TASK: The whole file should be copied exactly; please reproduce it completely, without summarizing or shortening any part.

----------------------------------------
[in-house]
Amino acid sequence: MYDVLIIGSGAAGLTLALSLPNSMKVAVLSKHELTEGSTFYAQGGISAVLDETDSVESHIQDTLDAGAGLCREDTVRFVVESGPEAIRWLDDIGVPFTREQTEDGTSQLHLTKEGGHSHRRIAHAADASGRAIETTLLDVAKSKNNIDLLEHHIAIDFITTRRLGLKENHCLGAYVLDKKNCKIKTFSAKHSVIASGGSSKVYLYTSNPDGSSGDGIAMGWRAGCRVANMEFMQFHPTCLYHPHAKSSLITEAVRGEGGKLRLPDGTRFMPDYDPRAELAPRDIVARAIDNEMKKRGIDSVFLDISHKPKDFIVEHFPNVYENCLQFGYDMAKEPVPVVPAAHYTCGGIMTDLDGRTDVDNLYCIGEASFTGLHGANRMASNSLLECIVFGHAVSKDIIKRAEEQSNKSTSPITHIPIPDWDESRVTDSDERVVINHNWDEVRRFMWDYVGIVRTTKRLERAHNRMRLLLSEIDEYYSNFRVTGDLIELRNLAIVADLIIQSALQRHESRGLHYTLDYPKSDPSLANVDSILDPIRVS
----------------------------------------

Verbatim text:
[in-house]
Amino acid sequence: MYDVLIIGSGAAGLTLALSLPNSMKVAVLSKHELTEGSTFYAQGGISAVLDETDSVESHIQDTLDAGAGLCREDTVRFVVESGPEAIRWLDDIGVPFTREQTEDGTSQLHLTKEGGHSHRRIAHAADASGRAIETTLLDVAKSKNNIDLLEHHIAIDFITTRRLGLKENHCLGAYVLDKKNCKIKTFSAKHSVIASGGSSKVYLYTSNPDGSSGDGIAMGWRAGCRVANMEFMQFHPTCLYHPHAKSSLITEAVRGEGGKLRLPDGTRFMPDYDPRAELAPRDIVARAIDNEMKKRGIDSVFLDISHKPKDFIVEHFPNVYENCLQFGYDMAKEPVPVVPAAHYTCGGIMTDLDGRTDVDNLYCIGEASFTGLHGANRMASNSLLECIVFGHAVSKDIIKRAEEQSNKSTSPITHIPIPDWDESRVTDSDERVVINHNWDEVRRFMWDYVGIVRTTKRLERAHNRMRLLLSEIDEYYSNFRVTGDLIELRNLAIVADLIIQSALQRHESRGLHYTLDYPKSDPSLANVDSILDPIRVS